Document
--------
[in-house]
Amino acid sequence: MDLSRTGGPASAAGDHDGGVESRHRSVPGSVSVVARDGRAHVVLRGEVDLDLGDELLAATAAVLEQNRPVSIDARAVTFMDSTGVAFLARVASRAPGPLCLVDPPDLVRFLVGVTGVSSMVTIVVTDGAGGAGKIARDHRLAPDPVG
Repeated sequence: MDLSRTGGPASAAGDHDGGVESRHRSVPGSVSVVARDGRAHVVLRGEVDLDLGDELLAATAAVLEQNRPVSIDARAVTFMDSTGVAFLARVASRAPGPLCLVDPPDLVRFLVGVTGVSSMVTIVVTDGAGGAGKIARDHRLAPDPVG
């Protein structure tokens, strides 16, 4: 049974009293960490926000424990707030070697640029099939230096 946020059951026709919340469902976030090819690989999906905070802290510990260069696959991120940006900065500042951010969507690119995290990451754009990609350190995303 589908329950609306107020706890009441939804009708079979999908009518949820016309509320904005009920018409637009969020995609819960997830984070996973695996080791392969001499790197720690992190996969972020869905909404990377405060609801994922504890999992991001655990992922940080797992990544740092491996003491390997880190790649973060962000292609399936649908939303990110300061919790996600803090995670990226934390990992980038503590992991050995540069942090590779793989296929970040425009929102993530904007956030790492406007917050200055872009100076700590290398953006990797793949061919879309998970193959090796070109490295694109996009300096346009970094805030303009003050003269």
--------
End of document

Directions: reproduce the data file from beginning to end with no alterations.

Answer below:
[in-house]
Amino acid sequence: MDLSRTGGPASAAGDHDGGVESRHRSVPGSVSVVARDGRAHVVLRGEVDLDLGDELLAATAAVLEQNRPVSIDARAVTFMDSTGVAFLARVASRAPGPLCLVDPPDLVRFLVGVTGVSSMVTIVVTDGAGGAGKIARDHRLAPDPVG
Repeated sequence: MDLSRTGGPASAAGDHDGGVESRHRSVPGSVSVVARDGRAHVVLRGEVDLDLGDELLAATAAVLEQNRPVSIDARAVTFMDSTGVAFLARVASRAPGPLCLVDPPDLVRFLVGVTGVSSMVTIVVTDGAGGAGKIARDHRLAPDPVG
């Protein structure tokens, strides 16, 4: 049974009293960490926000424990707030070697640029099939230096 946020059951026709919340469902976030090819690989999906905070802290510990260069696959991120940006900065500042951010969507690119995290990451754009990609350190995303 589908329950609306107020706890009441939804009708079979999908009518949820016309509320904005009920018409637009969020995609819960997830984070996973695996080791392969001499790197720690992190996969972020869905909404990377405060609801994922504890999992991001655990992922940080797992990544740092491996003491390997880190790649973060962000292609399936649908939303990110300061919790996600803090995670990226934390990992980038503590992991050995540069942090590779793989296929970040425009929102993530904007956030790492406007917050200055872009100076700590290398953006990797793949061919879309998970193959090796070109490295694109996009300096346009970094805030303009003050003269």